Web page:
Meal kit companies are pouring a lot of effort in building their communities on Facebook and Instagram. How are they doing it?
Blue Apron, for example, reached out to photographers, illustrators, and other creative professionals with large social media followings. These artists then took photos and video of Blue Apron meals and ingredients and posted them on their own social channels. The company bet that more elegant imagery would result in better engagement and more subscriptions. And that’s what happened. Before this campaign, Blue Apron had 5,000 followers across its social media accounts. Today it has more than 1 million members on Facebook alone.
Blue Apron recipe cards have social calls to action – because a meal is not complete until there’s an Instagram post to prove it – encouraging the home chefs to share their creations with the Blue Apron community and their friends and creating virality.
Plated is also placing great value on a highly engaged community. It searches for advocates among its community by engaging with customers who shared their meal photos. It also makes a habit of engaging with comments on their own posts and giving thoughtful, non-bot responses, which also goes a long way in building a loyal consumer base.
11. Offline advertising
Traditional offline advertising still offers value for companies looking to reach large audiences and communicate their brand story. Just look at Facebook, which spent more than half of its advertising budget last year on TV ads.
Blue Apron and HelloFresh, the two industry leaders, are also taking their battle offline. Blue Apron aims for greater awareness of what the brand is about with TV ads like this one.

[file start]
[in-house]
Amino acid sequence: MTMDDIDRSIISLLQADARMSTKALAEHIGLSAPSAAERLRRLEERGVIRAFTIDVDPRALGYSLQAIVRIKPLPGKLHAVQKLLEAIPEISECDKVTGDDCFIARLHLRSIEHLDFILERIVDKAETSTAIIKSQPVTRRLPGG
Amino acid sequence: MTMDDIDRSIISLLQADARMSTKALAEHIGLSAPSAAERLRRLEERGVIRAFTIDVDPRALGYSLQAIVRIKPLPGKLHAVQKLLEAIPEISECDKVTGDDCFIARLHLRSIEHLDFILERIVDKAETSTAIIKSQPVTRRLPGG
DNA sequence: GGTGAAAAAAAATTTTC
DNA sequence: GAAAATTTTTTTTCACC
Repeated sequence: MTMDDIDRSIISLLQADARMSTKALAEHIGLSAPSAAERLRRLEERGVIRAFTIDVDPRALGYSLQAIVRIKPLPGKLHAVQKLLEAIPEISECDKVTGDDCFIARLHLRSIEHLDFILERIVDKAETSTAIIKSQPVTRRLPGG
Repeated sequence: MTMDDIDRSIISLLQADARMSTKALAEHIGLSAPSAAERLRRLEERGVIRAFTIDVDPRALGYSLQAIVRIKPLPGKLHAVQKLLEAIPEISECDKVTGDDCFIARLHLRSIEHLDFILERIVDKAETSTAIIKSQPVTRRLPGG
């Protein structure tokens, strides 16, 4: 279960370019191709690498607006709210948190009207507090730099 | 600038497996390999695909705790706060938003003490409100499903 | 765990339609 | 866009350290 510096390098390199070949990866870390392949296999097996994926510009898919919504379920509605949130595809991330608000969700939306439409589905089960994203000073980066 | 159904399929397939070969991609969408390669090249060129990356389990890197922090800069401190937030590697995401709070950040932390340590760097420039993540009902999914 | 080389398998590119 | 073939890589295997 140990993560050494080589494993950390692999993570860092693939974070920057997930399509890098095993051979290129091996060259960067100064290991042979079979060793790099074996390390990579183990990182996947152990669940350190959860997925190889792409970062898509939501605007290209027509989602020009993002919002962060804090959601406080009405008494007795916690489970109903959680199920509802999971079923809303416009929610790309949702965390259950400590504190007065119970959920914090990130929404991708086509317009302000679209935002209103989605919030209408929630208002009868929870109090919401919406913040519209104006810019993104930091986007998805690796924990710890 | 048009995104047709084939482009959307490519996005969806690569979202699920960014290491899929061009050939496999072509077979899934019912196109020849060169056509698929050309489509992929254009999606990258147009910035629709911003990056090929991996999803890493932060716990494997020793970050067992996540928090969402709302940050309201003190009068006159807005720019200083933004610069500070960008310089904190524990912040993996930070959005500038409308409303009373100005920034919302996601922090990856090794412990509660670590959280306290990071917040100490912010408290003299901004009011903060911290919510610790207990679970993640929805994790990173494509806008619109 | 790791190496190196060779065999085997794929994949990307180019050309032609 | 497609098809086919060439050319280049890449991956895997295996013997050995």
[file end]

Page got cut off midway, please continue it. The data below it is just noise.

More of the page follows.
Blue Apron: Building a Better Food System from Scratch
HelloFresh is going for the cooking and eating experience in its TV spots. The “Get Cooking” campaign shows how the process works and incorporates a bit of cheer into the dinner preparation process.
We really are trying to communicate the kind of positivity that cooking and eating brings to people’s lives,
says Matt Fitzgerald, VP Marketing at HelloFresh.
Tonight We Cook
Podcasts have become another important growth channel for Blue Apron. The brand plays up different messages on different shows to better target that specific audience. On NPR podcasts, for instance, the message is about the broader food system, whereas on a WWE podcast, the host talks about the benefits of a healthy, home-cooked meal.
Blue Apron is also using subway ads to communicate its value proposition. To measure the effectiveness of subway ads, Blue Apron adds an offer discount code to the ad, which – when accessed – it could attribute back to that respective campaign.
Companies in the meal kit space have raised over $650 million to fund their growth. Having funding is an important part of being able to grow the business, but it comes down to using those resources wisely. The players are hiring growth marketers to scale their meal kit delivery business efficiently by deploying a rigorous experimentation process across different marketing channels.
With the battle for consumer wallets in full swing, meal kit delivery services have to navigate significant headwinds and fend off competition from other delivery services and grocers. The market is now crowded and ripe for a shakeout. The recipe for success is tried-and-true: craft a unique value proposition, use growth marketing to acquire and engage customers, and delight them by delivering on the promise.